Great isn’t it – strolling the streets of Paris, checking out a Chinese market or even finding it far too fun to walk next to your house. With Google Street View you can travel the world without moving from your seat – well, you can travel with your eyes anyway.
And now you can even spend (or waste) your time browsing the insides of buildings as Google will be rolling out Street View (or building view) for transportation hubs all around the world, including Gatwick airport, London’s mainline train stations as well as airports, train and subway stations across Europe, Asia and the U.S. You can even head inside an Emirates Airbus A380 on the Dubai International Airport runway.
We know, they’re hardly the most scenic of locations, but Google is pitching these new additions as a handy feature for tourists. Travellers can preview where they’ll be departing from and where they’ll be arriving, helping them to get familiar with their journey. Just think – you can use Street View to find your airport terminal and check-in desk before you’ve even left the house.
Check out the inactive map that Google has published to find out which buildings you’ll be …
Are you forever neglecting your social media channels? Are the floods of updates and messages just too time consuming? Can you even remember the last time you interacted with another user? Well, in the future you could avoid a diminishing online presence by handing over all of your social media commitments to a robot.
The software, which has been patented by Google, would analyse how you interact across all of your social channels. Collecting your information and logging your responses, statuses, notifications, links to other media and any messages you receive, the robot would learn how to mimic your reactions to create suggestions.
These suggestions would differ per social media channel, taking into account the kind of relationships you have with other users. For example, updates and response suggestions for the professional network LinkedIn would carry a more detached tone than a status update for friends and family on Facebook. The bot would also flag up messages that require a more personal response.
Response suggestions would be indistinguishable from a human reaction but users would still choose to agree or disagree for them to be posted on their behalf. Yet, examples of the software have shown that the idea still …
‘Selfie’ – the term that has made it possible to post frequent self-portraits on social media without seeming absurdly vain. Yes, we’ve all seen them: the so-called casual ‘no make up’ selfie, the pouty close-up, the high-angle shots of ripped male bodies captioned ‘been to the gym’ and the double portrait shots of friends pulling faces. Even celebs have got on the bandwagon with Jessie J, Justin Bieber and Ellie Goulding just some of the names guilty of a good old take-your-own-picture.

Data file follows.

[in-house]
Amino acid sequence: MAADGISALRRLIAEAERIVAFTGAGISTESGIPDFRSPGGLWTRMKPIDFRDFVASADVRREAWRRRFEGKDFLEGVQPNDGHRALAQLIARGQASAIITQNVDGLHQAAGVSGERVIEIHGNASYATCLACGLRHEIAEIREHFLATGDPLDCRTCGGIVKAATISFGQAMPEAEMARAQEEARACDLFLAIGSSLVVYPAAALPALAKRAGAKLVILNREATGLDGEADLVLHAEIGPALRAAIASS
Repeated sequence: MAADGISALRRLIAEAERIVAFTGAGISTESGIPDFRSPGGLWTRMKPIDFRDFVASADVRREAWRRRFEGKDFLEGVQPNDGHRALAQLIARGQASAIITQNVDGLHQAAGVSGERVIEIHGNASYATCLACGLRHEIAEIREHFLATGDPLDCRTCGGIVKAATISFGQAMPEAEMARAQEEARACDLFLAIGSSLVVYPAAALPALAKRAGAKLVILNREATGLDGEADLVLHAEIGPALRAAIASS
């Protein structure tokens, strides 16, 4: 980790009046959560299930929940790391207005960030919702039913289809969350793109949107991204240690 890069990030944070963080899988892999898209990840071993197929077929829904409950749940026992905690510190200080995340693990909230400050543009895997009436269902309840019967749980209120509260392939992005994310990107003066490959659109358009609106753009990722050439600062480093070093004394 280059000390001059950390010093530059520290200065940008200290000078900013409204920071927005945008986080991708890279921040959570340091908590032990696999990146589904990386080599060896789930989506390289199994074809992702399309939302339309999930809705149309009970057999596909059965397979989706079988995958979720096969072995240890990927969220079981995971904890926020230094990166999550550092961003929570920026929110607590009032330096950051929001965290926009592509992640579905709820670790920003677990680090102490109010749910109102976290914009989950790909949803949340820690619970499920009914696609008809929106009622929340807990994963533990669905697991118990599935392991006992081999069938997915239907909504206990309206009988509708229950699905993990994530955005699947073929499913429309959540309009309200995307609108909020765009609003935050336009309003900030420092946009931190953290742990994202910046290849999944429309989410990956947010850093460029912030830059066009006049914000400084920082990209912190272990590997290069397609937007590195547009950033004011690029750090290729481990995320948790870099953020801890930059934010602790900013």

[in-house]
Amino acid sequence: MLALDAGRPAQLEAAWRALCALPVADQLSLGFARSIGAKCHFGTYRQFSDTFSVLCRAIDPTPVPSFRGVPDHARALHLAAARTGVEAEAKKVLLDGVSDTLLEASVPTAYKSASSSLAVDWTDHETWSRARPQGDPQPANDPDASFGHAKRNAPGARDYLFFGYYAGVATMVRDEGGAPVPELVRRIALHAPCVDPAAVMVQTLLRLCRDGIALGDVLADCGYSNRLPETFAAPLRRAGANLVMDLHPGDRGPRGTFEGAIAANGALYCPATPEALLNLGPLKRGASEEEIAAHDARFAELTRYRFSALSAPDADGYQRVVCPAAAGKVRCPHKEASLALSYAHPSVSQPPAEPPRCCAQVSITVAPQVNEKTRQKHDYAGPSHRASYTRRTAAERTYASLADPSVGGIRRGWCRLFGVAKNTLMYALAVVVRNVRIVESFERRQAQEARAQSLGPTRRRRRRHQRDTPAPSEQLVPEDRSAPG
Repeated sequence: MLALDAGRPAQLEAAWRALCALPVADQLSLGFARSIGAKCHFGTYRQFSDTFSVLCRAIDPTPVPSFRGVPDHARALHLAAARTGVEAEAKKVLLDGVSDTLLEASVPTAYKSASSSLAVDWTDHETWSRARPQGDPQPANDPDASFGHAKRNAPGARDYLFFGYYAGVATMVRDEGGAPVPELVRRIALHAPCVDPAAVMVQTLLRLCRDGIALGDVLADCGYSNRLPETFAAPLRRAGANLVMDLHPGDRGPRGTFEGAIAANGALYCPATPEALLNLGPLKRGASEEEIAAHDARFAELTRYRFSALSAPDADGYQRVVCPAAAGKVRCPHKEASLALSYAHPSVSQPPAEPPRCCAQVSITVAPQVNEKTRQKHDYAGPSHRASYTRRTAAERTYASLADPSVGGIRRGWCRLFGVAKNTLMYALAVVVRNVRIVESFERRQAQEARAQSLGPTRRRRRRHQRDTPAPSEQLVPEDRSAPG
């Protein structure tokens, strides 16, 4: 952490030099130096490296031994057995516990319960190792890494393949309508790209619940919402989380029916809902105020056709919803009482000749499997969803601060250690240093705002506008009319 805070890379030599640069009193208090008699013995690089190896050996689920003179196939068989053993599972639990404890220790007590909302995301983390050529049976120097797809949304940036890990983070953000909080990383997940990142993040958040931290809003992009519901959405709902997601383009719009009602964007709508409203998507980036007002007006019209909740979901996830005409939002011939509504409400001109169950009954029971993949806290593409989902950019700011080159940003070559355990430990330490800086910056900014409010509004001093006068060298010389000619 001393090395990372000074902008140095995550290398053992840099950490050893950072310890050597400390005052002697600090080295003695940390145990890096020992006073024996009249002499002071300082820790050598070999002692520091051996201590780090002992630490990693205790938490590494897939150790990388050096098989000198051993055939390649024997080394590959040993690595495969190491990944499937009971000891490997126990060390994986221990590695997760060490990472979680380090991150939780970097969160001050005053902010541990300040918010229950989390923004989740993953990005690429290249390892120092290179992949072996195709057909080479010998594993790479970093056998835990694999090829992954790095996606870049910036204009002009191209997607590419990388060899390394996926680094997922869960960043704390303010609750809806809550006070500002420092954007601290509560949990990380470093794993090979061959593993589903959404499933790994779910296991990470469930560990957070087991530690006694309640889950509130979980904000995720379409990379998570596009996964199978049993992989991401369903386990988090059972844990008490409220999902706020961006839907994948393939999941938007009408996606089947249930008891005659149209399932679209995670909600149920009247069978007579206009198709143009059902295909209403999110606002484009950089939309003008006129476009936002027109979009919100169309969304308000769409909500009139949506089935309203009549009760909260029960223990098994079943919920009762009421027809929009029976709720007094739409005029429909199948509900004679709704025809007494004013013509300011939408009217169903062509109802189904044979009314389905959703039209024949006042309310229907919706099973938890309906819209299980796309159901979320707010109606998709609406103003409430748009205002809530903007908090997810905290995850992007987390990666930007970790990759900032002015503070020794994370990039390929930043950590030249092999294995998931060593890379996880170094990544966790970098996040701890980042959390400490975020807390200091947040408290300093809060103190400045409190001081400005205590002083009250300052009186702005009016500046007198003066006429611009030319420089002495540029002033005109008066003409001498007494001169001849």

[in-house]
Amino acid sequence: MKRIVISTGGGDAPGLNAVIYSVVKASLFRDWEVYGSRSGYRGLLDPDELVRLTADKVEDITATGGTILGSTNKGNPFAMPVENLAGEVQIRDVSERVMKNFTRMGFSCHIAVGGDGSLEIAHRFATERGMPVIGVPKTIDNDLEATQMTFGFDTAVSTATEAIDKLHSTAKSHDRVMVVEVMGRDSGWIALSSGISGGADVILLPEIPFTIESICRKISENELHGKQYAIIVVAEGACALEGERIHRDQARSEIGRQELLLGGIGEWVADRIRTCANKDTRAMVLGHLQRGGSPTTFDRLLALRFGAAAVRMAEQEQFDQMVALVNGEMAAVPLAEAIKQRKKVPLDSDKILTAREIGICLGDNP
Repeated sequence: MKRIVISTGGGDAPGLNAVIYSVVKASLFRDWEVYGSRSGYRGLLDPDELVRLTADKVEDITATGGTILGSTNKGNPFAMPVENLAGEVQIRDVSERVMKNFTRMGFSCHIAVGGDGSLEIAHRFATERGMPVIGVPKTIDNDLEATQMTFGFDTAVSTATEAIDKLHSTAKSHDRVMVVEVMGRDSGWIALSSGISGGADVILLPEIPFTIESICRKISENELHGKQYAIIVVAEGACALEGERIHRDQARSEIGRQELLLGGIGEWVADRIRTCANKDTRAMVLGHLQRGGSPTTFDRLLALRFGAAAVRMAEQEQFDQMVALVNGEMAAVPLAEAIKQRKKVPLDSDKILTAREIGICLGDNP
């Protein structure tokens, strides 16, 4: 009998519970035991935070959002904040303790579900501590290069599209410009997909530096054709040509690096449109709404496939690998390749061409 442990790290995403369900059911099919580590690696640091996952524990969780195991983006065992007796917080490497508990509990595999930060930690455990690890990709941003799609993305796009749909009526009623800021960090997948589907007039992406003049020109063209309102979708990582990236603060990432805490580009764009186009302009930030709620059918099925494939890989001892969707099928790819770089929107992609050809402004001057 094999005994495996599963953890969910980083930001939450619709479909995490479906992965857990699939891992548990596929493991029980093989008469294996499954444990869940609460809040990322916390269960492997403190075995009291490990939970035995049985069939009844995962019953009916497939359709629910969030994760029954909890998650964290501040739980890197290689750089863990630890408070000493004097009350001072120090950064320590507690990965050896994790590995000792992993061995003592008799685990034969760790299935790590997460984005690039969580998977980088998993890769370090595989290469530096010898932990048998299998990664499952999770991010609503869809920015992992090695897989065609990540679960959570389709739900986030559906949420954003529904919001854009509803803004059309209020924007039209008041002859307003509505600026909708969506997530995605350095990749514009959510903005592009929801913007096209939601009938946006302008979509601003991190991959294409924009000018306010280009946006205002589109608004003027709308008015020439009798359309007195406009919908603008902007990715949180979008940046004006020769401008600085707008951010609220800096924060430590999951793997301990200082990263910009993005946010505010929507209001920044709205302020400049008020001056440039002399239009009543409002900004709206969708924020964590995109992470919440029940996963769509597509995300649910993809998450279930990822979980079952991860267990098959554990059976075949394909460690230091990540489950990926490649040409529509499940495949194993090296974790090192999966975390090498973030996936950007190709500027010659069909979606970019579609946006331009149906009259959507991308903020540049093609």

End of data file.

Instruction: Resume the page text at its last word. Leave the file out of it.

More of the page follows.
Yes, selfies have been cluttering up our social media channels for a while but now the slang word has reached new heights as it has been named Word of the Year by the Oxford English Dictionary.
This award celebrates how English speakers adapt and invent their language according to social, political or technological changes and trends. To qualify, a word must have become prominently popular within the past year. So, how did the selfie’s rise to fame begin?
The term originated over a decade ago in 2002, ‘down-under’ in Australia, when a young drunk used the slang online to describe a self-portrait. Since then the word has grown in momentum, to coincide with the introduction of front-facing cameras …
Google Hummingbird, the biggest change to Google since 2001, has been recently announced.
The tech giant’s 15th birthday coincided with its new Hummingbird search algorithm being launched. This is the biggest radical change in over a decade regarding Google’s search engine, and some 90% of searches will be affected.
Following many changes in recent months, including mobile search results having a new look and Penguin 2.1,Google Hummingbird has its focus specifically on the user, particularly identifying exactly what the user is searching for and giving them the best possible answer.
Part of the improvements will see search enquiries of greater length. The enquiry will be examined thoroughly, so that the exact meaning of the user’s request is better understood.
Read more about the Google Hummingbird update here.…